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How do we decide what happens to REALLY PRECIOUS family photos as part of probate? Stupid luddites will throw their share away if given the chance.

(22 Posts)
Uberelf Fri 08-Aug-08 03:41:06

Sorry to speak so ill of my sibling, but there you go, it's probate.

So my parent left everything in equal shares to me and my brother; but he may well throw away VERY precious family photos which I just can't bear. We are completely at loggerheads, so no amicable agreement even remotely possible; he may chuck them out of spite, since they are the only things that really matter to me. We have been talking about splitting the albums 50-50 but the prospect of his 50 per cent being lost to me and family history forever is hard for me to bear. I know you probably think I just have to live with it, since our parent didn't specify, but I wonder if there's any other remedy. At all. (Thanks for listening, I know I sound bitter grin)

ninedragons Fri 08-Aug-08 03:45:25

Cold hard cash often speaks to the unsentimental. Could you simply buy them from him?

Uberelf Fri 08-Aug-08 05:49:36

Thanks for that, Ninedragons. Believe me, dh and I are discussing it. The problem is that they will deliberately ratchet up the price to something ridiculous just for the sake of it. Especially if he knows how much I want them - which I'm managing to be coy about, so far.

How much do you think? £500?

SofiaAmes Fri 08-Aug-08 05:58:51

Are you talking about family photos??? Buy a scanner for £100 and scan them in and reprint them (costs next to nothing at ASDA or Costco) and then you can both have copies of all of them. We have been doing this with all the family photos on both sides of the family and it means that all 2 zillion cousins can now have copies of the old photos of the great great grandparents.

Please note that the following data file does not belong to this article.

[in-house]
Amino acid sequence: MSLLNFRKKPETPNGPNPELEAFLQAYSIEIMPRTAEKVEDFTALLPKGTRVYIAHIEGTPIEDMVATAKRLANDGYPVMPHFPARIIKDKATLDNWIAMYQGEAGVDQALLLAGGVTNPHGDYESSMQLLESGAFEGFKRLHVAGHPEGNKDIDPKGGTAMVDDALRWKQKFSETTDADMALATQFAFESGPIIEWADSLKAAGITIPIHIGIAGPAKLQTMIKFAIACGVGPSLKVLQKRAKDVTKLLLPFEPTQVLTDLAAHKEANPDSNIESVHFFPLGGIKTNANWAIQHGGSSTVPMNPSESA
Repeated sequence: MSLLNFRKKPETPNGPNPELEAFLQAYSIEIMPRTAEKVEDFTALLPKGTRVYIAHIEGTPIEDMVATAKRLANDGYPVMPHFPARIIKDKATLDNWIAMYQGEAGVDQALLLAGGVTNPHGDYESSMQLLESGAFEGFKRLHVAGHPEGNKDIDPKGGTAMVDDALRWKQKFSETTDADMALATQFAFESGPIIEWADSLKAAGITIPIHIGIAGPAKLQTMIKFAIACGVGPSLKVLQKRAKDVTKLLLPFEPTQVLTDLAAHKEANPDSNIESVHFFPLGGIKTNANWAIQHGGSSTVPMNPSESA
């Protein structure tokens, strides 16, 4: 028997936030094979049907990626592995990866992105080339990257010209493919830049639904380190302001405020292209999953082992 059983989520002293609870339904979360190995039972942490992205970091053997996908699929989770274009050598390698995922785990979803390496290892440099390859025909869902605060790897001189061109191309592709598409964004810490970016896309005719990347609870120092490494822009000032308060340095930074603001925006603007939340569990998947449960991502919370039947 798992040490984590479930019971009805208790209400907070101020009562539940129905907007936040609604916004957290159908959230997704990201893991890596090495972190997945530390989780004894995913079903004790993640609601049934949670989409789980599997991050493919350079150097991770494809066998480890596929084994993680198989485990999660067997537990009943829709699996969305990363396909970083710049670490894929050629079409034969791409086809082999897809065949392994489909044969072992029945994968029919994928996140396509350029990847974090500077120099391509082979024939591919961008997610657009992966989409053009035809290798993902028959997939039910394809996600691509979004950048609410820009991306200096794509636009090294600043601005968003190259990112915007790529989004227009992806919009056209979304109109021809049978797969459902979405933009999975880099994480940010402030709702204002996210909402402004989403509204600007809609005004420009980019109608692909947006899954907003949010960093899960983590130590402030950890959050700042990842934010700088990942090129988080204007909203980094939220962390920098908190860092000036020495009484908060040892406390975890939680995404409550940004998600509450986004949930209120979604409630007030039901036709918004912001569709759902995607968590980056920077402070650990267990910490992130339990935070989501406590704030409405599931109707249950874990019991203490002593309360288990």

Shoshe Fri 08-Aug-08 06:41:49

I have had all the family photos from DF,as well as Family Documents and letters that were sent after Mom died, and scanned them all, sent copies to all the brothers, vacuum packed all the originals and stored them at the bank.

LargeGlassofRed Fri 08-Aug-08 06:59:16

I did this too when my grandfather and great aunt died.
Scaned all the images and repaired alot of them.
Sent out copies, also all the photos on a cd.

My mum loves it, she just has hers playing on her dvd player, like a digital photo frame. grin

jimjamshaslefttheyurt Fri 08-Aug-08 07:22:33

We did the scanner thing as well

ninedragons Fri 08-Aug-08 07:36:24

Yeah, I was going to suggest 500 quid or thereabouts. If they do ratchet up the price, well, I suppose you just have to pay it and hope they have their arsehole karma coming to them.

Is there nothing that he really, really wants and you could generously concede in exchange for the photos?

Scanning is a great idea.

uberalice Fri 08-Aug-08 07:57:55

If he tries to ratchet up the price tell him you're not negotiating. He'd be mad to walk away from £500.

ninedragons Fri 08-Aug-08 08:03:25

Is he on good terms with any other relatives? Perhaps they could request the photos and could get copies made for you (or sneakily give you the originals)?

Uberelf Fri 08-Aug-08 13:19:16

Shoshe, I like the bank idea. Does that cost much, please?

Ninedragons, I like the sound of arsehole karma even more. Is that something I pray for? And yes, I'm hoping that I'll have some kind of bargaining chip thing.